Editor's Letter | The Mountain Issue - October 2016
This month's long reads are all about mountains
As adventure sports enthusiasts, mountains play an outsized role in all of our lives. For those lucky enough to live amongst them, it’s their actual physical presence - you can’t help but be overawed by the sheer scale of the peaks which surround Chamonix for example. But even those of us who only get to travel to the mountains a handful of times each year often spend a disproportionate amount of time thinking and dreaming about these magnificent natural wonders.
Mountains are, after all, our playground. They’re the arena in which we do the things we love. Whether it’s rock climbing, skiing, mountain biking or road cycling, mountains are the place to do it. But it’s more than just that. Mountains aren’t just about having a good time. They can also be an incredibly unforgiving environment, and one that often presents us with our toughest challenges.
"We spoke to Steve Wakeford, a man who's lucky to be alive..."
This month’s issue contains plenty of aspirational tales of people enjoying themselves in the world’s mountainous regions - from heli-skiing in Iceland to sampling adventure sports in the frozen hills of Quebec. We also spoke to the British freestyle skiers who are shaking up the establishment, and it was hard not to get caught up in their infectious enthusiasm. But this month we also looked at the darker side of mountains. What happens when things go wrong.
Alf Alderson submitted to being buried under a simulated avalanche for his story about rescue dogs. Meanwhile Ollie Peart interviewed Steve Wakeford, a man who is lucky to be alive and to answer his questions, let alone go ice climbing again. You might have thought after surviving his narrow brush with death, that the last place Wakeford would want to go back to was the scene of his accident. But as he explained, he was plotting his return before he’d even recovered enough to get up from his wheelchair.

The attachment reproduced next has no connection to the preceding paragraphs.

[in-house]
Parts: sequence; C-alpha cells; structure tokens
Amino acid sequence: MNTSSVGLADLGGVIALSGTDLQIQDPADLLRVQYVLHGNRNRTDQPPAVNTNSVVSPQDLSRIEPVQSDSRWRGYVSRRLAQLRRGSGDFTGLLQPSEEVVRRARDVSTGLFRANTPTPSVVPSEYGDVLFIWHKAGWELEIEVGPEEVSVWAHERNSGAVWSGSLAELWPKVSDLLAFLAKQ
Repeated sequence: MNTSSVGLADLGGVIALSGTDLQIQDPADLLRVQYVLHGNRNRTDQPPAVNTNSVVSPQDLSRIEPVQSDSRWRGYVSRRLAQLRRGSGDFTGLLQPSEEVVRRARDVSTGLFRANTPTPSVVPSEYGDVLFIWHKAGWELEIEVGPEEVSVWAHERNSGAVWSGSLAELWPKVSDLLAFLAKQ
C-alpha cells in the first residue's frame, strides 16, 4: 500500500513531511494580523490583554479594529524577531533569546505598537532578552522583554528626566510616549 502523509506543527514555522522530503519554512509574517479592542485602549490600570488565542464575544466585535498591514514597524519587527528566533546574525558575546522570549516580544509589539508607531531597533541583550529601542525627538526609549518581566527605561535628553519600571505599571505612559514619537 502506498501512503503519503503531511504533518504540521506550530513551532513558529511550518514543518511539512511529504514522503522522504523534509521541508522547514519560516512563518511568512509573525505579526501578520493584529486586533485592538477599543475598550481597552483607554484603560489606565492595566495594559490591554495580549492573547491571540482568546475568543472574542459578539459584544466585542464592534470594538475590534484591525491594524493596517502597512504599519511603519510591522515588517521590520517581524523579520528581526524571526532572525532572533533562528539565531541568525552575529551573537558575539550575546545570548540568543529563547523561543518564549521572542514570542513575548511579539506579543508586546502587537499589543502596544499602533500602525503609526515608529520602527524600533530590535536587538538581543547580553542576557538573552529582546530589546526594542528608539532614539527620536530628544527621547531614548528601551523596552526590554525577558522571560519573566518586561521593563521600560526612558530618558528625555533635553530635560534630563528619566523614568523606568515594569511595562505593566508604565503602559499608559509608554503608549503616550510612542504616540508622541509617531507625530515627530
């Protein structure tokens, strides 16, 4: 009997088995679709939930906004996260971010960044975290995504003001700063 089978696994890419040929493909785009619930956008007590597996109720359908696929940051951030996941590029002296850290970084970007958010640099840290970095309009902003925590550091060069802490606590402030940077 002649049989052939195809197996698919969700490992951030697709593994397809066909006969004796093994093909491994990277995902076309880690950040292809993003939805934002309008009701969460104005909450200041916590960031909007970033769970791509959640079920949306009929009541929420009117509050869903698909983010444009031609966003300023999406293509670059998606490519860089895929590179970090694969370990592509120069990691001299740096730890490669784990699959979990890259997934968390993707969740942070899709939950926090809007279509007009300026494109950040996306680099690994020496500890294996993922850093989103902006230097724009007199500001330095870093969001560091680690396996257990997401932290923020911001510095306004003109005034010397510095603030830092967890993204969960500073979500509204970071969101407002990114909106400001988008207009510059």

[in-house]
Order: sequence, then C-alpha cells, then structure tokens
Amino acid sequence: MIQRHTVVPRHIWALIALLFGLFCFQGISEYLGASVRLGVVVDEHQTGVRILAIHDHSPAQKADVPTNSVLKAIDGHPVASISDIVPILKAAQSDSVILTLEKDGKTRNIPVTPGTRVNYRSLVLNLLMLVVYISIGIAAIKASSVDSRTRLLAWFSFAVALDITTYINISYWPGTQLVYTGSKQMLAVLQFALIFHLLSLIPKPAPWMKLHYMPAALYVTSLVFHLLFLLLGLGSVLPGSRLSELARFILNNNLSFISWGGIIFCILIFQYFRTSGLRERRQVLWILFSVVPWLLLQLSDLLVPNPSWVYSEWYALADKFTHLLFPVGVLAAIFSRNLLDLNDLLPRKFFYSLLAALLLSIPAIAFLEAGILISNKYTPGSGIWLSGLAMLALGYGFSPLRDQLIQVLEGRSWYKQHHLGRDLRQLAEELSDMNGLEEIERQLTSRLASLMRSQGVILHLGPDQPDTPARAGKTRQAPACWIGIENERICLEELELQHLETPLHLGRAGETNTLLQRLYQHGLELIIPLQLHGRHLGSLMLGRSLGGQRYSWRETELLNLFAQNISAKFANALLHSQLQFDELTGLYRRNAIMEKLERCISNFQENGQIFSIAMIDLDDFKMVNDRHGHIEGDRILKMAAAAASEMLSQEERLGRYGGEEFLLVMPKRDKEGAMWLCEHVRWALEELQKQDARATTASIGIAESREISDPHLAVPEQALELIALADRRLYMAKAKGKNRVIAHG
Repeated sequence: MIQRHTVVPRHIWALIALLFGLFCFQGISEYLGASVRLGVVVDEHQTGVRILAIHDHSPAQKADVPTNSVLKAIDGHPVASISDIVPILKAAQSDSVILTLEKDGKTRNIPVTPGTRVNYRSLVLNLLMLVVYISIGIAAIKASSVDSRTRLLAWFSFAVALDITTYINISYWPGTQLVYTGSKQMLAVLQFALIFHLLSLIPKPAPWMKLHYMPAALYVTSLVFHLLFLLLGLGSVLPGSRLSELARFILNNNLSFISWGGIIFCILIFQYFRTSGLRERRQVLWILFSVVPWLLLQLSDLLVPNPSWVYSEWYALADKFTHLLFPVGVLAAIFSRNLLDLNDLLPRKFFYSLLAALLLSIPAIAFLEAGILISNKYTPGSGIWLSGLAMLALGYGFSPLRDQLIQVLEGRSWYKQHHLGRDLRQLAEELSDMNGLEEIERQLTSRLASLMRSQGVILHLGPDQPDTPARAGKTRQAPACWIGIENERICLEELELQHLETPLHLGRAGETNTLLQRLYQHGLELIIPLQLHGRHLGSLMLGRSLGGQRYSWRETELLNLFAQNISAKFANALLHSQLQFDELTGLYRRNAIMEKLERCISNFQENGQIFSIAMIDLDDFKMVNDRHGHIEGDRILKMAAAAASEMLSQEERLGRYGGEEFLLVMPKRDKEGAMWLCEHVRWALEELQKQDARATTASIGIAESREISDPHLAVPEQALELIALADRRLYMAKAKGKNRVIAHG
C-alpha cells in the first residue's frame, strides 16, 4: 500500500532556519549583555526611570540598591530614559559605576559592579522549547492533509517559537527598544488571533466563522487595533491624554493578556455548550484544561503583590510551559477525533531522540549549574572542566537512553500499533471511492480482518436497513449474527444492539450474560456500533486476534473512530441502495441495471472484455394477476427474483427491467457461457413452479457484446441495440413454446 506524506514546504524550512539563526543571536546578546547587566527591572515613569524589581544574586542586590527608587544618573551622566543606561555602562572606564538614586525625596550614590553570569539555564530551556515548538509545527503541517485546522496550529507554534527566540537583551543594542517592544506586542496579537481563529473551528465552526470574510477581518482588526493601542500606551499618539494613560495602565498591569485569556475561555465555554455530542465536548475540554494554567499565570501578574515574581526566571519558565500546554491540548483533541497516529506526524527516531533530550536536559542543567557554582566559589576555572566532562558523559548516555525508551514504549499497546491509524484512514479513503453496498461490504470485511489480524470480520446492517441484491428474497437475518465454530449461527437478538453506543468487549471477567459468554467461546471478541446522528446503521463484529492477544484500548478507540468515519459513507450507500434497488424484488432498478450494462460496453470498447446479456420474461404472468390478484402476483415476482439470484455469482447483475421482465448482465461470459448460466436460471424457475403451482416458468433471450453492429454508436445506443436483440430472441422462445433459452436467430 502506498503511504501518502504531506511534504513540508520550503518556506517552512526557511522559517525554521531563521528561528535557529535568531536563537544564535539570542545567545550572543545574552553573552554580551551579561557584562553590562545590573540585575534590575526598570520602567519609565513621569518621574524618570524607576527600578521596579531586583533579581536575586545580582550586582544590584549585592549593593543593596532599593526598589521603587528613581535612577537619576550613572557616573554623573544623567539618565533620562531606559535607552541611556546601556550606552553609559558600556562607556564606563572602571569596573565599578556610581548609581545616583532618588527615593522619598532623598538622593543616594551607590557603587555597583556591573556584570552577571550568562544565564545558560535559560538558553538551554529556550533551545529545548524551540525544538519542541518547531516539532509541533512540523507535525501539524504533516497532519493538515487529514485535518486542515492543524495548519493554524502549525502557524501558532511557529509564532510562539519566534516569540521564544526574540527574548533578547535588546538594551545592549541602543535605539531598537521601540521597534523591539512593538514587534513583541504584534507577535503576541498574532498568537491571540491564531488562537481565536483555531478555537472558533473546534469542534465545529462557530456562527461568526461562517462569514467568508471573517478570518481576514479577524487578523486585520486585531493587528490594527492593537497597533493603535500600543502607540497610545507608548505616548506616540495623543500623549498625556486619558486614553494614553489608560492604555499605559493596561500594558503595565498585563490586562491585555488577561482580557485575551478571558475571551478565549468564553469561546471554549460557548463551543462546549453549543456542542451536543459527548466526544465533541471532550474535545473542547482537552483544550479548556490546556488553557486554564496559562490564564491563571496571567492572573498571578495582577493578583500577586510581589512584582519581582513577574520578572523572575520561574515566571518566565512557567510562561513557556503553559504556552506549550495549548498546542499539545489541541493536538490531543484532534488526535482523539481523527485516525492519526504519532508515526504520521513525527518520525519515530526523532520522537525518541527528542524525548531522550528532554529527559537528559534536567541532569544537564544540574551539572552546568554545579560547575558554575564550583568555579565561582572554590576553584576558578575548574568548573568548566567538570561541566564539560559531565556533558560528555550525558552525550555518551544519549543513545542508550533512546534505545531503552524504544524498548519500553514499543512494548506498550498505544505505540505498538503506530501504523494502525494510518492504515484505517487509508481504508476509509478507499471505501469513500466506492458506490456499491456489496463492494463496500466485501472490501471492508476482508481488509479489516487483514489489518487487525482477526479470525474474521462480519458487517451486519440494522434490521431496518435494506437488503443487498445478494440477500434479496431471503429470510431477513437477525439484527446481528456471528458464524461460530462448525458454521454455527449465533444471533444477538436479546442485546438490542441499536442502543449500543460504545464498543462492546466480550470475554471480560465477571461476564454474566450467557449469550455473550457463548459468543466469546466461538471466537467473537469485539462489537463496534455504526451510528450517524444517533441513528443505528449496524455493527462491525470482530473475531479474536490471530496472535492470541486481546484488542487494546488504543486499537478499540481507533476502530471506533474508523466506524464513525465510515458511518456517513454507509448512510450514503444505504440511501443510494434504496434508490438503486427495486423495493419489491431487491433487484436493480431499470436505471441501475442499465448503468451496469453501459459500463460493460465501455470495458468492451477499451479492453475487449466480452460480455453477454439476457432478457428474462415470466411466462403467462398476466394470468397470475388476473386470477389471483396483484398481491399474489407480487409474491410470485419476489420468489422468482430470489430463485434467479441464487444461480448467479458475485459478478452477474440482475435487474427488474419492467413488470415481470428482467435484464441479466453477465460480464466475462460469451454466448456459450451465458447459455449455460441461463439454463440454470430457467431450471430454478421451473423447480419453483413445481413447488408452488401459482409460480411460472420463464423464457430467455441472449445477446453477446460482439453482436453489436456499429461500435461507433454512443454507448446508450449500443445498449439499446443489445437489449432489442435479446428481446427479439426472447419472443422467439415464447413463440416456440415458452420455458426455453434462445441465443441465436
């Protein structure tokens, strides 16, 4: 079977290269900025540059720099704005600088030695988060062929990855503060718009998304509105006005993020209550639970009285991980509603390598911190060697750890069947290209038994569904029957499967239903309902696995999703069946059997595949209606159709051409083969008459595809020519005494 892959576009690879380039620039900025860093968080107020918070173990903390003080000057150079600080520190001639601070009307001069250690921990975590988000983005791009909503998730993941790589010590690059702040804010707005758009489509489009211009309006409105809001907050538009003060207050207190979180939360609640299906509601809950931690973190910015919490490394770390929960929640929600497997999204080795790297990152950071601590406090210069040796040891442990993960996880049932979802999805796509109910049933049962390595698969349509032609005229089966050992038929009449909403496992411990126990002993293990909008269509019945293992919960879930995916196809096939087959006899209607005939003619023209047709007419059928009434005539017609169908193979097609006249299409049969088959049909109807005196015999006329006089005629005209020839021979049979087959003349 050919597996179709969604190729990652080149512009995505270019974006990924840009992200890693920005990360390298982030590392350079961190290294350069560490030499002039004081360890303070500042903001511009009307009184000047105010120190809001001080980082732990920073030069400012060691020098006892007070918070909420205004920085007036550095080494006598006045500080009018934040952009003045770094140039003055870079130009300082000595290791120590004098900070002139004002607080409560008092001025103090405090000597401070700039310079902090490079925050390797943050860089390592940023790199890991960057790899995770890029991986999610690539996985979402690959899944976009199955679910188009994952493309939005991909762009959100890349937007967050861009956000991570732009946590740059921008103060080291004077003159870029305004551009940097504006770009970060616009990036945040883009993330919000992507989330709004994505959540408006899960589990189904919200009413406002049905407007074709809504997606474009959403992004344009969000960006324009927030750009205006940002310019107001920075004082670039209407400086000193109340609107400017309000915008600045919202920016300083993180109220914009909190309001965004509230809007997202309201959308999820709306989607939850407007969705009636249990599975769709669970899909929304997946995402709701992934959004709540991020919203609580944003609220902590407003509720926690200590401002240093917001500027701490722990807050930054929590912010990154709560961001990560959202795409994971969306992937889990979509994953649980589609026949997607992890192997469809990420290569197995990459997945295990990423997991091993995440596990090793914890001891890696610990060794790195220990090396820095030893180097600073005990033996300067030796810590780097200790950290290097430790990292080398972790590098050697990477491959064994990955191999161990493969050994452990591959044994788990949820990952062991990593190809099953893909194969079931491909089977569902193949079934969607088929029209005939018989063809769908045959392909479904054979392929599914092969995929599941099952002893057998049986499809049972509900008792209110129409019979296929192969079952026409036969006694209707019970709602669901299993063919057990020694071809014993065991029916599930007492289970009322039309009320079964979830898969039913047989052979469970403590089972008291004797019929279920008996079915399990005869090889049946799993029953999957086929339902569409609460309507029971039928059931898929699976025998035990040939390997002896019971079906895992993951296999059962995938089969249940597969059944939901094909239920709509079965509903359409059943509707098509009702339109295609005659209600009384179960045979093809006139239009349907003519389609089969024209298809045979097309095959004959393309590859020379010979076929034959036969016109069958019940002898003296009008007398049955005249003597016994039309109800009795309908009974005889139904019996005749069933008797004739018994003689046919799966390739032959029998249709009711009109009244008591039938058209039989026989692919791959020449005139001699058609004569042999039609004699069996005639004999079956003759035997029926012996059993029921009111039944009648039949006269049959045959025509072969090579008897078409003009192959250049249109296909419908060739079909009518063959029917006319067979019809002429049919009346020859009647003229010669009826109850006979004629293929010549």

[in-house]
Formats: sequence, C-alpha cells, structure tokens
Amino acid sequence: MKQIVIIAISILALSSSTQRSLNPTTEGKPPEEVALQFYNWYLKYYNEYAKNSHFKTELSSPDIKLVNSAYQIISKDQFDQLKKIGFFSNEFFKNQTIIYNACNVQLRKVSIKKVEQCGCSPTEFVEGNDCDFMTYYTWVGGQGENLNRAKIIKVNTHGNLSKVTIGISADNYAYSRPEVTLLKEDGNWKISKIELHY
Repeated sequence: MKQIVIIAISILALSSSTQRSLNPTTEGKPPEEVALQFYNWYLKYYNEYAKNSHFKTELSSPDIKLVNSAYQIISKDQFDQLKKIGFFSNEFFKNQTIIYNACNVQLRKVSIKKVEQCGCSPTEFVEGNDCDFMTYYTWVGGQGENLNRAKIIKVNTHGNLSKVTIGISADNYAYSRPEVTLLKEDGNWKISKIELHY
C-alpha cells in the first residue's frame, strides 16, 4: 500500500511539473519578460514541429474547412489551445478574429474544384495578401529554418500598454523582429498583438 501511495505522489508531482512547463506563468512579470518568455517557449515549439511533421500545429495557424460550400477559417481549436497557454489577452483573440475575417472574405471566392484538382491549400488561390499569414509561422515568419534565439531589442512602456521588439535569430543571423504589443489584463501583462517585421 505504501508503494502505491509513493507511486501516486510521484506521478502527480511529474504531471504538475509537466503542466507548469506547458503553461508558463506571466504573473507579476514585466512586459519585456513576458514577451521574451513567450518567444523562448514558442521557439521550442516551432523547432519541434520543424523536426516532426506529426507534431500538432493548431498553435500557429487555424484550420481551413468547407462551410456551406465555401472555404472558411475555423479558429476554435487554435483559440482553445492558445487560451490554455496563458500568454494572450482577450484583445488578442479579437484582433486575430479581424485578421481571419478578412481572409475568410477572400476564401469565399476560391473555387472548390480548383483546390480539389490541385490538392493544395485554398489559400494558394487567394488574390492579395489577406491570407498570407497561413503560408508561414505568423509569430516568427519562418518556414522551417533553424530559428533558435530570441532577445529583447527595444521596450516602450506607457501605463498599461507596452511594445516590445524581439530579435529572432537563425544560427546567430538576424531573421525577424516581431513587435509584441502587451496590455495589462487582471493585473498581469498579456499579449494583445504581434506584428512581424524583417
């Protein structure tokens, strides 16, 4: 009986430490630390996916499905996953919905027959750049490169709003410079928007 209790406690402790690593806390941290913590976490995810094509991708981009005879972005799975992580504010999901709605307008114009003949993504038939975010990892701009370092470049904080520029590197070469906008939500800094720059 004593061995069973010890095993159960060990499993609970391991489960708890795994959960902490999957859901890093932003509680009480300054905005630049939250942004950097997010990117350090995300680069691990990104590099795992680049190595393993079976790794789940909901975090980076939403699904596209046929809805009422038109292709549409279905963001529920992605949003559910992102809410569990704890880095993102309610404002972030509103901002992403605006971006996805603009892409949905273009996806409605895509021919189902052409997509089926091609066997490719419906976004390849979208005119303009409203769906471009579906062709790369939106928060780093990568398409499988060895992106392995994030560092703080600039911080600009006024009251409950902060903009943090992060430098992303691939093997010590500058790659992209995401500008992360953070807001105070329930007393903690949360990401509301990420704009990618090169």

Because this is the thing about mountains. The two sides to them, the enjoyment and the danger, are inextricably linked. The real thrill of adventure sports, the sense of achievement, comes from having challenged yourself in a difficult environment and passed the test. As Mark Twain wrote after a trip to Switzerland: “There is probably no pleasure equal to the pleasure of climbing a dangerous Alp."
Deputy Editor Stuart Kenny experienced this pleasure first hand this month riding his mountain bike down a glacier for the first time. Lou Boyd felt the same thing as she battled against heat and exhaustion in the mountains of Taiwan, where she tackled some of the hardest - but also the most rewarding - rides she’d ever done on her road bike. It’s a feeling that as adventure sports enthusiasts, we’ve all felt at one time or another.
It might not be the easiest thing to explain to those who don’t get it. As Twain went on to say, “it is a pleasure which is confined strictly to people who can find pleasure in it." But for those of us in the know, mountain environments - and the combination of danger and pleasure they offer - are just about the best places in the world.
Here’s hoping that this month’s features get you thinking about the mountains, and inspire you to get out there and get stuck in.
Enjoy the adventure.
- Tristan, Editor-in-Chief
Keep your eyes peeled for The Other Issue, dropping this month.